Most people know that methadone is used not only as treatment for opiate addiction but also as a pain reliever. When a person begins use of methadone for pain, they are carefully monitored as the dose is adjusted to the right level, sometimes in a hospital or hospice setting. It is quite dangerous to give a person too-high a dose and ineffective in handling pain if they are given too little. When a person abuses methadone, however, they have no such protection. They are on their own to try to work out how much of the drug to abuse so that it won’t kill them.
Methadone can come as a small pill that is intended to be swallowed or dissolved, or as a liquid to be drunk, diluted or injected. Methadone is not expected to cause the same initial euphoric rush as heroin and other drugs, but the person who is abusing methadone is probably still going to feel high when they first start abusing it. As they develop a tolerance, if they don’t increase their dosage, they will probably just feel numb and drugged without the high.
Because of this lack of euphoria, a person new to abusing methadone may take more and more of it in an attempt to achieve the rush. They may manage to overdose by doing so, which can result in death.
Methadone is a very long-lasting medication which is why it is used for the relief of severe pain. By taking doses too close together, either in this attempt to get high or because of an unfamiliarity with the drug, it is easy to overdose. In fact, thousands of people suffer these accidental deaths each year.
Side Effects Are a Guide to Detecting Abuse
One way methadone abuse can be detected is by looking for the side effects methadone can cause. Many of these symptoms are common to many opiates and so could be a sign of the abuse of any one of several drugs, such as heroin, OxyContin, hydrocodone, morphine or others as well as methadone.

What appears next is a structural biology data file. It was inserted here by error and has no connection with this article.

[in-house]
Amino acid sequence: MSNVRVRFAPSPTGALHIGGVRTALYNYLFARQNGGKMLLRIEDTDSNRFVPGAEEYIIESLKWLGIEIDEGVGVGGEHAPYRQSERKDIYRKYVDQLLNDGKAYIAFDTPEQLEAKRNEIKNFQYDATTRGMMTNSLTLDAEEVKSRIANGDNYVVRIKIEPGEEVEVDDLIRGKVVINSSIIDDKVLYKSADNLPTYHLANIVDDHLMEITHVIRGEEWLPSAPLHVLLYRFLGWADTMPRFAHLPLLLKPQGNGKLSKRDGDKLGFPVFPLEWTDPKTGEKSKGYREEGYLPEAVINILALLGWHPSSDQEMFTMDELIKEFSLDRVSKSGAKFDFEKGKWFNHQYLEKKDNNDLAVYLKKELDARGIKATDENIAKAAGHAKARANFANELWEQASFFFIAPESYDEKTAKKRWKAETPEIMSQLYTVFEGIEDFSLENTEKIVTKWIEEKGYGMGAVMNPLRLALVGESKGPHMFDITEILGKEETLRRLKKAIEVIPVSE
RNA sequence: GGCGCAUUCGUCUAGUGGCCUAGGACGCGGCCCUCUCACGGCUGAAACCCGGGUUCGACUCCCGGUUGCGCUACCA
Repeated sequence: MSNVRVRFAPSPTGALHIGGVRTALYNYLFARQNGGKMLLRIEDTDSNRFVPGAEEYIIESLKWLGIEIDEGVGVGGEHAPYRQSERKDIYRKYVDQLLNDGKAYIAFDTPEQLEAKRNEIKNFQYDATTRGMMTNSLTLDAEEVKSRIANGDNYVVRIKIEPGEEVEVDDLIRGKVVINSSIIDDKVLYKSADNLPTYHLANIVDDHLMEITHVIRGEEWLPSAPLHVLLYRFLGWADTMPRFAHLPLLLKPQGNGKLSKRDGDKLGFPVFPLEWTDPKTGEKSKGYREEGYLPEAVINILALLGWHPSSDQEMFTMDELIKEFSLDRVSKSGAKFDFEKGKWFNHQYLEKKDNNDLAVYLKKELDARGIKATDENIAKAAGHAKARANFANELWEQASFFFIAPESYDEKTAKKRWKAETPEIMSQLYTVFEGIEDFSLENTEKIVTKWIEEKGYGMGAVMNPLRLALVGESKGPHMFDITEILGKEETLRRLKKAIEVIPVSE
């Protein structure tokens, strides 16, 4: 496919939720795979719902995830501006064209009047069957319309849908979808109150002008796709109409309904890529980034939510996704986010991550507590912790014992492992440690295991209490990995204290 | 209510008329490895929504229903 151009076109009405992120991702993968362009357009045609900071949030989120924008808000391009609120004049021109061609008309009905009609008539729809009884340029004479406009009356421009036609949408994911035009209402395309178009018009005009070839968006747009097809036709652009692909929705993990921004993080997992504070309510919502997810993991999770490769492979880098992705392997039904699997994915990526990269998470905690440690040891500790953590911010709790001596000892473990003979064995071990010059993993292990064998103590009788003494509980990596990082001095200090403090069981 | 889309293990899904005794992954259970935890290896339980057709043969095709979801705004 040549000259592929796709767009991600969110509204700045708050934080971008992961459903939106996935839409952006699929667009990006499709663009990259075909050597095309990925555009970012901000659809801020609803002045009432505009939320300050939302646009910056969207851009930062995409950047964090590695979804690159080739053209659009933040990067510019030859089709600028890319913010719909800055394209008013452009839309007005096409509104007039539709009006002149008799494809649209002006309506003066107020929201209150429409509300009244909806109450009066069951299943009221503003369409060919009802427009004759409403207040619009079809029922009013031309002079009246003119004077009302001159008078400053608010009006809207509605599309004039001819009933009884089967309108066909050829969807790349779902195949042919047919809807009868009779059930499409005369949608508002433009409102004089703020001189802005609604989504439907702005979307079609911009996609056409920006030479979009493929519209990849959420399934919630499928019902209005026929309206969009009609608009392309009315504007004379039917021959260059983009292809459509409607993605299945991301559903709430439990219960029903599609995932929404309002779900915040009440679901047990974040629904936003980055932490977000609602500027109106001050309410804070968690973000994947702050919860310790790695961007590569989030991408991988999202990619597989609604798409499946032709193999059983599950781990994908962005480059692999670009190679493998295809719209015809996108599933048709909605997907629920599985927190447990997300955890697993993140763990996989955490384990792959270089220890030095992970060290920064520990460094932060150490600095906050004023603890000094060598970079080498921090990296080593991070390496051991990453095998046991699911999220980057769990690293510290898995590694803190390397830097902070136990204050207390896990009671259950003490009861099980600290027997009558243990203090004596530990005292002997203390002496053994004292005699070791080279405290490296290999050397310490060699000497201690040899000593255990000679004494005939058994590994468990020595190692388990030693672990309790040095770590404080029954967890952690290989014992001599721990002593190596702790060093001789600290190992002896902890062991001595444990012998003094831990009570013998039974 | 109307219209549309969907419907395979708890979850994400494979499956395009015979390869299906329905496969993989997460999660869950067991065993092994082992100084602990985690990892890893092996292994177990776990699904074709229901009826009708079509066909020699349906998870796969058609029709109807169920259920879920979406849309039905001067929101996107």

Opiates often cause drowsiness, weakness, nausea, vomiting and constipation. The opiate user often has trouble sleeping so goes onto an unusual sleep schedule. The user may also have a headache, dry mouth, itchiness and lack of appetite. They may sweat, flush and gain weight. Their moods may swing through unusual patterns.
They may complain about skin rashes, water retention or difficulty urinating.
The person who does not tolerate this drug well or who takes too much will suffer dangerously slow breathing and an irregular heartbeat. He may have difficulty breathing and feel dizzy or faint, and manifest confusion. He or she may not be able to think, walk or talk normally. This person should be rushed to their doctor or ER.
If a woman who is nursing a baby also abuses methadone, these symptoms can be seen in her baby as well.
A person abusing methadone may be unable to safely drive or operate machinery.
The other manifestation of a person using methadone is that when withdrawal symptoms begin to kick in, they will generally become obsessed with getting more of the drug. A person starting withdrawal may manifest yawning, muscle aches, restlessness and dilated pupils. They may sweat and their eyes may tear. They probably will be unable to sleep. If withdrawal proceeds, they may have vomiting, diarrhea and stomach cramps. If a person with these symptoms is insistent on getting some money and leaving the house or office, you may be looking at abuse of methadone or another opiate